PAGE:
The Philippines plans to give the United States and other allies access to its military bases under an arrangement that US forces could use to counter China’s creeping presence in the disputed West Philippine Sea (South China Sea).
But contrary to a foreign news report on Thursday that was attributed to unnamed Philippine Navy officials, Defense Secretary Voltaire Gazmin said the Philippines would not build new air and naval bases.
China had already heard the news and warned that countries with territorial claims in the West Philippine Sea which look for help from third parties will find their efforts “futile.”
Chinese Foreign Minister Wang Yi said the strategy was a “path of confrontation” and it would be “doomed.”
The Philippines and the United States on Thursday began five days of joint naval exercises off Panatag Shoal (Scarborough Shoal), a rich fishing ground within the Philippines’ exclusive economic zone that China occupied after a maritime standoff that lasted more than two months last year.
Clarifying the report by the news service Reuters, Gazmin said the Philippines would allow the United States, Japan and other allies access to its existing military bases under an agreement that would be in accordance with the Constitution and the Visiting Forces Agreement.
The 1987 Constitution prohibits foreign military bases in the country.
“Let me clarify issues. No, we are not going to construct bases. We will be accepting access,” Gazmin told reporters.
The government is still preparing the access agreement, Gazmin said.
“After that (the agreement) is done, then we will be allowing it, if and when there is an agreement, access,” Gazmin said.
“Then there will be equipment coming in from the United States. Now as far as Japan is concerned, we do welcome other countries, particularly Japan since Japan is a strategic partner, in accordance with our existing protocols,” he said.
Gazmin spoke at a news conference with Japanese Defense Minister Itsunori Onodera, who is in the country for a two-day official visit.
Peter Galvez, spokesman for the Department of National Defense, said the plan to move Philippine Air Force and Philippine Navy units to Subic Naval Base in Zambales province from Clark Air Base in Pampanga province was a result of the government’s “economic development plan for our regions outside Metro Manila.”
The plan includes decongesting Ninoy Aquino International Airport in Metro Manila and expanding it to Clark, Galvez said.
“That will affect the current facilities,” he added.
He said the transfer of some of the Air Force’s aircraft to Subic was being studied.
Moreover, Subic has the deep-water port requirements of the Navy’s warships BRP Alcaraz and BRP Gregorio del Pilar, he said.
That Subic is near Panatag Shoal is only “coincidental,” Galvez said.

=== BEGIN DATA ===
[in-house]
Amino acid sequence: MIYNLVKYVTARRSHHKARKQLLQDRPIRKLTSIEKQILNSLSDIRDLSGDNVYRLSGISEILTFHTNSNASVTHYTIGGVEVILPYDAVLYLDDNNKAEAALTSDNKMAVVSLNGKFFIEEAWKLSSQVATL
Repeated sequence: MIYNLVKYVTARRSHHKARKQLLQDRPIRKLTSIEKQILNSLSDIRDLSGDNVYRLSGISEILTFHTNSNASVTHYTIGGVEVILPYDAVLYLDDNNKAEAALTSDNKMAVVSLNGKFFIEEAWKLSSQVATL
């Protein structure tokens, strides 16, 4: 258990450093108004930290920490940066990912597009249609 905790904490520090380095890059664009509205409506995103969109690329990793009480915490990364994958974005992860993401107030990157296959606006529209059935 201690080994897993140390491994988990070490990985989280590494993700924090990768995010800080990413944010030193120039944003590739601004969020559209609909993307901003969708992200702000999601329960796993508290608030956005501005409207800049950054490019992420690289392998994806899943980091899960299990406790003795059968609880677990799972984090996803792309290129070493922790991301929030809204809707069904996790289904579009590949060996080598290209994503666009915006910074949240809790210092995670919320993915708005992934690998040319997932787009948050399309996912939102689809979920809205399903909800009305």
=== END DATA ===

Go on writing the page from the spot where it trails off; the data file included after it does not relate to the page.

But China is suspicious about the Philippine bases plan.
Speaking at the Tsinghua World Peace Forum, Wang, without mentioning the Philippines, said countries that “try to reinforce their poorly grounded claims (in the West Philippine Sea) through the help of external forces” will find that strategy a “miscalculation not worth the effort.”
Wang’s comments came days before he is due to attend a meeting of foreign ministers of the Association of Southeast Asian Nations (Asean) in Brunei, which opens Saturday.
The 10-member Asean hopes to reach a legally binding code of conduct to manage maritime disputes in the West Philippine Sea. For now, a watered-down “Declaration of Conduct” is in place.
The Philippine bases plan coincides with the US “pivot” to Asia, a strategy that will see 60 percent of America’s warships shifting to the region before the end of the decade.
It would allow the United States and other countries with which the Philippines has visiting forces agreements to station warships, planes and troops within striking distance of Panatag Shoal and parts of the Spratly archipelago within the Philippines’ exclusive economic zone in the West Philippine Sea that China insists are parts of its territory.
The plan comes amid China’s increasing assertiveness in staking its claims in the sea, sending large flotillas of fishing boats accompanied by warships on so-called fishing expeditions to areas within the territorial waters of the Philippines and Vietnam.
Vietnam and China have fought naval battles in the Paracels, an archipelago in a part of the waterway that Hanoi calls East Sea, while the Philippines has taken its dispute with China over Panatag Shoal to the United Nations for arbitration.
The Philippine bases plan has taken on added urgency since the standoff with China at Panatag Shoal, which Chinese ships now guard, often chasing away Filipino fishermen.
The West Philippine Sea dispute will again loom large over regional diplomacy next week when US Secretary of State John Kerry joins his counterparts from Asean nations and China among other countries for the annual meeting in Brunei.
The Philippines plans to raise the issue of Chinese ships’ “encroachment” near Ayungin Shoal (Second Thomas Shoal) in the Spratly archipelago in the middle of the West Philippine Sea where Manila recently beefed up its small military presence, diplomatic sources said.
China has accused the Philippines of “illegal occupation” of the reef, which is a strategic gateway to an area believed to be rich in oil and natural gas.